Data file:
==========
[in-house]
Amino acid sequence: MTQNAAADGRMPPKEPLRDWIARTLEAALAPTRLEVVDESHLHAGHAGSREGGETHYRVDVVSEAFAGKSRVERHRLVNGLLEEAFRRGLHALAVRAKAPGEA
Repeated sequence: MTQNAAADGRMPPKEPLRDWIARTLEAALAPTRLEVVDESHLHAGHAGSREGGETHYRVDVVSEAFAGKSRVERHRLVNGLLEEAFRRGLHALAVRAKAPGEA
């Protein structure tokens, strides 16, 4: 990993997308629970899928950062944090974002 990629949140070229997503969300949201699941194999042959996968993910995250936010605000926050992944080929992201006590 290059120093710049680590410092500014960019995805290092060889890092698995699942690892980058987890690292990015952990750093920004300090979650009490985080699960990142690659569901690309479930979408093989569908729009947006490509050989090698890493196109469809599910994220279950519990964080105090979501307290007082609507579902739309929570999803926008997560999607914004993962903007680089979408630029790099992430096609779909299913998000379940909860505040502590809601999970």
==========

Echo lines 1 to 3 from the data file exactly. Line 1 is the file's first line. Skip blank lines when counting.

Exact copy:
[in-house]
Amino acid sequence: MTQNAAADGRMPPKEPLRDWIARTLEAALAPTRLEVVDESHLHAGHAGSREGGETHYRVDVVSEAFAGKSRVERHRLVNGLLEEAFRRGLHALAVRAKAPGEA
Repeated sequence: MTQNAAADGRMPPKEPLRDWIARTLEAALAPTRLEVVDESHLHAGHAGSREGGETHYRVDVVSEAFAGKSRVERHRLVNGLLEEAFRRGLHALAVRAKAPGEA